The gas stream is conducted through a system of hollow, grounded electrodes, wherein at the same time charged aerosols are deposited on the surfaces of the grounded electrodes which are contacted by the gas stream. Then the gas stream is forced into the annular area between a tubular filter structure and the wall of the gas conduit and through the filter of a porous material, As the gas passes through the filter, the charged particles are more or less completely deposited on the filter material—depending on the type of filter material. The gas cleaned in this way is then discharged downstream into the environment. The filter arrangement is continuously or periodically washed internally, by spraying water from the spray heads, whereby the particles deposited in the filter web are flushed out with the spray water.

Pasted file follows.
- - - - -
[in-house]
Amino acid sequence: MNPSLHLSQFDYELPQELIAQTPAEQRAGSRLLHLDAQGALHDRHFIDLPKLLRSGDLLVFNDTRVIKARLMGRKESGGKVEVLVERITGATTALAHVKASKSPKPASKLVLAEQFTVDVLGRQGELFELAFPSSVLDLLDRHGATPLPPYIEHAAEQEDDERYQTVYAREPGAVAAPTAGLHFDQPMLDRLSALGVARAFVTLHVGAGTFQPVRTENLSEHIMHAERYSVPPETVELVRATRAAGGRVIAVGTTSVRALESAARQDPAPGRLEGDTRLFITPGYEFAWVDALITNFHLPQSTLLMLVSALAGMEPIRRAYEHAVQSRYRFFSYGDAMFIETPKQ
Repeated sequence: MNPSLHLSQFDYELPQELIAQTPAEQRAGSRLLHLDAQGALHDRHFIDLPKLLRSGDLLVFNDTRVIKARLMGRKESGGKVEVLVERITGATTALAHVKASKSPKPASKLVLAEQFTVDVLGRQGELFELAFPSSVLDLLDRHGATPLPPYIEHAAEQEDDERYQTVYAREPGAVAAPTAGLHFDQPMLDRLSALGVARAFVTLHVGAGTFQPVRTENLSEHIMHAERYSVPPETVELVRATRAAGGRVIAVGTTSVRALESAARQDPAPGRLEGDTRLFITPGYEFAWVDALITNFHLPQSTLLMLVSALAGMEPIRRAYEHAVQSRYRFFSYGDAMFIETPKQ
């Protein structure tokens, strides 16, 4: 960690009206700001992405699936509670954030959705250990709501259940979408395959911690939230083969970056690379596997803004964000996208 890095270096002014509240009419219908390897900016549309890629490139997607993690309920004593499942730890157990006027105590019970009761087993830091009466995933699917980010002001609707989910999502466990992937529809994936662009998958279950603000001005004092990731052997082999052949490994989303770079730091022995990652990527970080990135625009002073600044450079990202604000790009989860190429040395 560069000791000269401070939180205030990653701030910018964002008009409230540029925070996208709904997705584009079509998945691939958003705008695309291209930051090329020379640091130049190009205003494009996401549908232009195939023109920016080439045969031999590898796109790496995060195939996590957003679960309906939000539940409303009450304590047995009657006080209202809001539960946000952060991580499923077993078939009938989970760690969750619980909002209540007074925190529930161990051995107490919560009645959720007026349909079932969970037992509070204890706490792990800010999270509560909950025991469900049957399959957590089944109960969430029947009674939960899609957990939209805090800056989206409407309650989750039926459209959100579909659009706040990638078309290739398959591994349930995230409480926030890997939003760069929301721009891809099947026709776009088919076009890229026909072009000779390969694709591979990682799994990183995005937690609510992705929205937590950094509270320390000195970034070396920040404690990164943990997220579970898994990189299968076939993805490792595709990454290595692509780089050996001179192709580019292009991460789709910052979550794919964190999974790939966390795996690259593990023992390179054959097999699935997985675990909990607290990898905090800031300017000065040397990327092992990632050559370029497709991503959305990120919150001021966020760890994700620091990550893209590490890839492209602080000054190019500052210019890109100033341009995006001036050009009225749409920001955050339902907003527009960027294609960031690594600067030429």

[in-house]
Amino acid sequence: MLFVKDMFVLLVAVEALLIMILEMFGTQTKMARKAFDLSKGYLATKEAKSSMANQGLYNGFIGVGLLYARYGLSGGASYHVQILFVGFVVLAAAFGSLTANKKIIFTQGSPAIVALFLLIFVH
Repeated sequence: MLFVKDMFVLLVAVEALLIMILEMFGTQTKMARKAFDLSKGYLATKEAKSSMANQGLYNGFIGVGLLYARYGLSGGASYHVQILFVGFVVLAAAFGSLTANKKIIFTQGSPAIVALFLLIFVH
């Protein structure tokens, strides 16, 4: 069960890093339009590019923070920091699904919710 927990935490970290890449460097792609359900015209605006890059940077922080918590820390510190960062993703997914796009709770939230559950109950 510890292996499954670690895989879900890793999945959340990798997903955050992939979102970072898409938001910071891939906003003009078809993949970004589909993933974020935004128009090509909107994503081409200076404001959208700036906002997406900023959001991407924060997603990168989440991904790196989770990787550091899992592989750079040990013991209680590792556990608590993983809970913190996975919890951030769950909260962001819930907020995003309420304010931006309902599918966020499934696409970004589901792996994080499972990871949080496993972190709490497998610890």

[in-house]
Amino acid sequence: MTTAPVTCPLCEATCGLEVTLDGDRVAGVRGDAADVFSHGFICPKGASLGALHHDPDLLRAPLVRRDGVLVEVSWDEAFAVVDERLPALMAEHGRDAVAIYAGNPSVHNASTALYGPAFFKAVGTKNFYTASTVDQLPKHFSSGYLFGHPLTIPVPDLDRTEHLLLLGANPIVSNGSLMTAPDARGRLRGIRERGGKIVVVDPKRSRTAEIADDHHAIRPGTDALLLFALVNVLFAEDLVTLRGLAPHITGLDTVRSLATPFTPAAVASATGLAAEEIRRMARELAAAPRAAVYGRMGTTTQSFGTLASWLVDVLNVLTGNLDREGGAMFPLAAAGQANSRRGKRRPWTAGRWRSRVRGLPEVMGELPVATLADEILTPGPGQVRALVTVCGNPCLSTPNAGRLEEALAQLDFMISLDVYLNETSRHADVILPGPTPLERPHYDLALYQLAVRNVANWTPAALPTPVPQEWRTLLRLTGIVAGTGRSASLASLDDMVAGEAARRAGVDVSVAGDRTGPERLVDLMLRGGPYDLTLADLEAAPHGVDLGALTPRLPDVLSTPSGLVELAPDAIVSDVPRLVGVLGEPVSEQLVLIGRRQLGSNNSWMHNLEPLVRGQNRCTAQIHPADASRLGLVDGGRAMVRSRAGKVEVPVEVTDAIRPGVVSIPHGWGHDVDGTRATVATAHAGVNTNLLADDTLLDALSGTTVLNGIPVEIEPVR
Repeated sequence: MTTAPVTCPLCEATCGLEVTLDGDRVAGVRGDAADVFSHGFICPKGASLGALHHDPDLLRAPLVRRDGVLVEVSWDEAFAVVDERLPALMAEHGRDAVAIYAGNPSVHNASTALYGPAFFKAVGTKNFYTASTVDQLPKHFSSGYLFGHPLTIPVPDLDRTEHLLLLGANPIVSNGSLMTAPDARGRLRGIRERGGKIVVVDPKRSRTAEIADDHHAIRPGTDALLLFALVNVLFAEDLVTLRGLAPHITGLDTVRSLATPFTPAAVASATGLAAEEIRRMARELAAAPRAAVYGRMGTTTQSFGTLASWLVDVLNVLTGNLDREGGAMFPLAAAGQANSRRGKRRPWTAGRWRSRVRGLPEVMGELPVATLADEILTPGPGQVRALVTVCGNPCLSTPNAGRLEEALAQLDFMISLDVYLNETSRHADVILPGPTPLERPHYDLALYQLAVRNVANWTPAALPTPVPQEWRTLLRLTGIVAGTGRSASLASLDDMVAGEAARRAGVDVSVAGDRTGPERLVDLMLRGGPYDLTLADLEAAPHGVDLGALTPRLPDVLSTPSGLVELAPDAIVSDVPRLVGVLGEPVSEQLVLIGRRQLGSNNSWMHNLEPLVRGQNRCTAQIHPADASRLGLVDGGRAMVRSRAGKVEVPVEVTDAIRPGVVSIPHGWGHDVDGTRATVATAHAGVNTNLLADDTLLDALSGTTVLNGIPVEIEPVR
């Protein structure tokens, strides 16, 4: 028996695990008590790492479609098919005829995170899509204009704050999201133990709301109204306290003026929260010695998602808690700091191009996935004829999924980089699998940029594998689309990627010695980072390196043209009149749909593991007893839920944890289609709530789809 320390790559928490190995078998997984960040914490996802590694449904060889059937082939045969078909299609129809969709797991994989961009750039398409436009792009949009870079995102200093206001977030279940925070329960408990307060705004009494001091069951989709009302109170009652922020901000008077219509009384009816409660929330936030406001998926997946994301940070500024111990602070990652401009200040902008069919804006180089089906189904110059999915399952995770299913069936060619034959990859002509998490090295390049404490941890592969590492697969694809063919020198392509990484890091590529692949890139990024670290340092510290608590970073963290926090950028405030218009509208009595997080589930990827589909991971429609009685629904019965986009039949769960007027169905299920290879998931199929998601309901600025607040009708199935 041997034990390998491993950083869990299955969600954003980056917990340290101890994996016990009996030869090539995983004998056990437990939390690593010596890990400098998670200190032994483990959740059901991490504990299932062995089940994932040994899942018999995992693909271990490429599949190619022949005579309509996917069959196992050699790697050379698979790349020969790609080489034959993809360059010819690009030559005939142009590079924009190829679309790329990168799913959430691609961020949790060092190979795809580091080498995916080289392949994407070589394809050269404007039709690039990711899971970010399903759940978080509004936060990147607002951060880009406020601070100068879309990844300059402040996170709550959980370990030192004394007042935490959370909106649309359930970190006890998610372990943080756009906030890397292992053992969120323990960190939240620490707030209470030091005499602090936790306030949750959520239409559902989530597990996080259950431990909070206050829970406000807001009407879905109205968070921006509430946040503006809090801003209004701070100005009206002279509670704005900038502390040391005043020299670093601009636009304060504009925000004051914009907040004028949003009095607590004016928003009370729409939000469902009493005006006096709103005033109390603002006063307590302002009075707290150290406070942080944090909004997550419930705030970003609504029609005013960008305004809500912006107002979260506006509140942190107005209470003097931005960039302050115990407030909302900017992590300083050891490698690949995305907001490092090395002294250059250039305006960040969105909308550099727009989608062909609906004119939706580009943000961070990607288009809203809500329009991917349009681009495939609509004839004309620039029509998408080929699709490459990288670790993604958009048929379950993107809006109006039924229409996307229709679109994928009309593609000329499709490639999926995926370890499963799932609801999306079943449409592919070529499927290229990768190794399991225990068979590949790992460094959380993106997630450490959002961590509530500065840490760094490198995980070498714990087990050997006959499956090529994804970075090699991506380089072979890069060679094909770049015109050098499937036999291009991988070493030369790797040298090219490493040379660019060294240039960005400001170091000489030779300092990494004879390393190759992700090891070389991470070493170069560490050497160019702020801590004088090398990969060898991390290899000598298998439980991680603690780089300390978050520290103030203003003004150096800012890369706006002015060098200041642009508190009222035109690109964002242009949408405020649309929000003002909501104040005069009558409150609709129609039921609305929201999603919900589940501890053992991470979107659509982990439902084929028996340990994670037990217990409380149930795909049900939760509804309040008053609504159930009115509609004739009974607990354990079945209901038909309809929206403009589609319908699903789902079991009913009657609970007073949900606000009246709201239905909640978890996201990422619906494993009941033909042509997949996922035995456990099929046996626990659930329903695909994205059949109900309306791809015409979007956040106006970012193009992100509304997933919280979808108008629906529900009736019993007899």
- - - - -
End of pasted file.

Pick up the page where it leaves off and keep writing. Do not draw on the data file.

Further useful method steps are:
Before the gas enters the bundle of grounded tubes, water is sprayed into the gas in a preceding chamber.
The gas stream through the bundle of tubes is cooled by coolant flowing through the spaces between the tubes. Furthermore, the charged particles, which are deposited on the respective inner tube walls, are discharged by a periodic wetting of the inside walls of the tube bundle from the end facing the gas flow. Since the gas stream through the grounded tubes receives a swirl by flowing through the spiral tube inserts the particles still in the gas stream are carried outwardly by centrifugal forces and therefore moved onto the inner walls of the tubes and, when deposited thereon, are electrically neutralized and flushed out.